Ellsworth Kelly con Ellsworth Kelly: Photographs
Ellsworth Kelly is credited with inventing a new kind of painting, one inspired by nature but also by the chance compositions he encountered in the world. He started taking photographs in 1950, using a borrowed Leica to “make notations of things I had seen and subjects I had been drawing.” Unlike his sketches and collages, the photographs were not part of his process of making a painting or sculpture; they were simply a record of his vision. As such, they convey his enthusiasm for the visible world around him―the compositional possibilities to be found in a barn roof, for example, or a tree branch. Featuring photographs spanning four decades, this is the first book ever published on Kelly’s photography, and the artist was closely involved in all aspects of its making. In the statement that begins the book, he writes, “When you look at the world, everything is separate―each thing is in its own space, has its own uniqueness. When I take photographs, I want somehow to capture that.”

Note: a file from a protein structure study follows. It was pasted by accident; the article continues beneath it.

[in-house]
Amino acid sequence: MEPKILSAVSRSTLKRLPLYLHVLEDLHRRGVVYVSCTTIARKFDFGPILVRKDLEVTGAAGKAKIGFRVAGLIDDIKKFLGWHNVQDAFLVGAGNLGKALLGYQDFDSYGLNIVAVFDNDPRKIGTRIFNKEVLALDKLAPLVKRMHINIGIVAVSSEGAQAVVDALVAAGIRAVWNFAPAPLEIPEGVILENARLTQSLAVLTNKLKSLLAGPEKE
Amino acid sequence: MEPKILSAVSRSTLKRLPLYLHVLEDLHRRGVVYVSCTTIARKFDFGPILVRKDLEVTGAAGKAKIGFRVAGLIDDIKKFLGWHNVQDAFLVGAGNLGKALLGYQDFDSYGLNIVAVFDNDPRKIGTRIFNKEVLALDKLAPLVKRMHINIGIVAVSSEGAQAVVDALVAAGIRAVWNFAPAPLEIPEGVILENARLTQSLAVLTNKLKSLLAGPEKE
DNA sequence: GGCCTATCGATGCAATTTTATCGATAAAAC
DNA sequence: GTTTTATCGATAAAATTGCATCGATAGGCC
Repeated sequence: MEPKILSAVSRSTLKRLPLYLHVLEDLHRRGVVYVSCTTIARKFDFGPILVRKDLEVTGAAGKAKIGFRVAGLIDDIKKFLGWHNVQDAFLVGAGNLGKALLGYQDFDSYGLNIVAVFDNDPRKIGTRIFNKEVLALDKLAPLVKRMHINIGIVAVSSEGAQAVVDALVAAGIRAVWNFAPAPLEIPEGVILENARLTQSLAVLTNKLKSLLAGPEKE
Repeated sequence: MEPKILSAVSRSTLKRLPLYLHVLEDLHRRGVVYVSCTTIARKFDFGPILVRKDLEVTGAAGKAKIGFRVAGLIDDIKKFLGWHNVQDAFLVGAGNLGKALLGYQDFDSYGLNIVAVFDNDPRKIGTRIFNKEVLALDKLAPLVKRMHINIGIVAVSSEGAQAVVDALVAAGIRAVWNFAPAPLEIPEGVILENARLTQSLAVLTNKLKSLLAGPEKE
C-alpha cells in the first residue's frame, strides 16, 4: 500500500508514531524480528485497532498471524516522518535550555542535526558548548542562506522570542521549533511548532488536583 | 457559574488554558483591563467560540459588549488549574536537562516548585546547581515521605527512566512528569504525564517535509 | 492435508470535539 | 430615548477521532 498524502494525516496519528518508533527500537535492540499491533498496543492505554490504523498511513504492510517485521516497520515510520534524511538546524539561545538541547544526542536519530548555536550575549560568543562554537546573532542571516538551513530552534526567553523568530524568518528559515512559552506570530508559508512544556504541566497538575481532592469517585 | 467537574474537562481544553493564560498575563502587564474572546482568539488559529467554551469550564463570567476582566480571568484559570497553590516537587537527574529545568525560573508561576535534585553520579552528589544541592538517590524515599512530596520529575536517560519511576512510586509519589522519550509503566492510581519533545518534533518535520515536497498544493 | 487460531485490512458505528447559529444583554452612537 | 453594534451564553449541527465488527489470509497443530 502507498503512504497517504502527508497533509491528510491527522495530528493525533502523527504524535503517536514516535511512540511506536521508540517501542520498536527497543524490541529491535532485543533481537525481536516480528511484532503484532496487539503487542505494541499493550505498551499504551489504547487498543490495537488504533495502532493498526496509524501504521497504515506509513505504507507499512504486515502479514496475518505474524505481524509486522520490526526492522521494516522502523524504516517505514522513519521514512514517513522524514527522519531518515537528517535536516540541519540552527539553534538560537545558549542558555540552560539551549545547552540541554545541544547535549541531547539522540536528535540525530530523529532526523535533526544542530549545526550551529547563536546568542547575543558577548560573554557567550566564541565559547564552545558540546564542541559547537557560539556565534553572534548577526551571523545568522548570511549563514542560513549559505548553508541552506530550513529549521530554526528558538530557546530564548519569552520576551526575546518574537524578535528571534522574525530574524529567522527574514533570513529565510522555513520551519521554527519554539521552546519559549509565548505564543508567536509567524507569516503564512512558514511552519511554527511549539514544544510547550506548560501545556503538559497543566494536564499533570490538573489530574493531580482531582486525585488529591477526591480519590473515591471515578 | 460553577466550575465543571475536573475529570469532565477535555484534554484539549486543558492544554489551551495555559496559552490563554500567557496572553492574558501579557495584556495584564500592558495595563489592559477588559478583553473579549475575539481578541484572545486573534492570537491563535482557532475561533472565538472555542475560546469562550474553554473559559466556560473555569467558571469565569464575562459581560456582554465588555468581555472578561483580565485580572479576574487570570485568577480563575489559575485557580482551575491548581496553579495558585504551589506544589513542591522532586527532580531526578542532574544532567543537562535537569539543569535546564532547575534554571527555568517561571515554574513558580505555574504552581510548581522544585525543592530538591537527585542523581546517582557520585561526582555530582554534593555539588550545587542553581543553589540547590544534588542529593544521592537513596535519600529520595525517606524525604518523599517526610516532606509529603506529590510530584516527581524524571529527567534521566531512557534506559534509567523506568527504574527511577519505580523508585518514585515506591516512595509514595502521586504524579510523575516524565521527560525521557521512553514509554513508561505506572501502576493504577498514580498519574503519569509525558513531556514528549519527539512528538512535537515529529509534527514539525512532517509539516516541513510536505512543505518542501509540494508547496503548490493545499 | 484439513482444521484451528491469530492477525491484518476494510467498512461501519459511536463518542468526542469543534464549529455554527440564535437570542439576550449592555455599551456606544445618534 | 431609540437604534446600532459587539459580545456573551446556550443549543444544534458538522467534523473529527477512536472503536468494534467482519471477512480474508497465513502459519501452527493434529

Ellsworth Kelly (born in Newburg, New York, 1923; died in Spencertown, New York, 2015) was an American artist best known for his painting, sculpture, drawing, and printmaking. His pioneering abstract work has influenced several generations of artists and movements, from Color Field and Minimalism to contemporary painting and sculpture. He studied at Pratt Institute, Brooklyn, from 1941 to 1943 and later attended the School of the Museum of Fine Arts, Boston, from 1946 to 1948.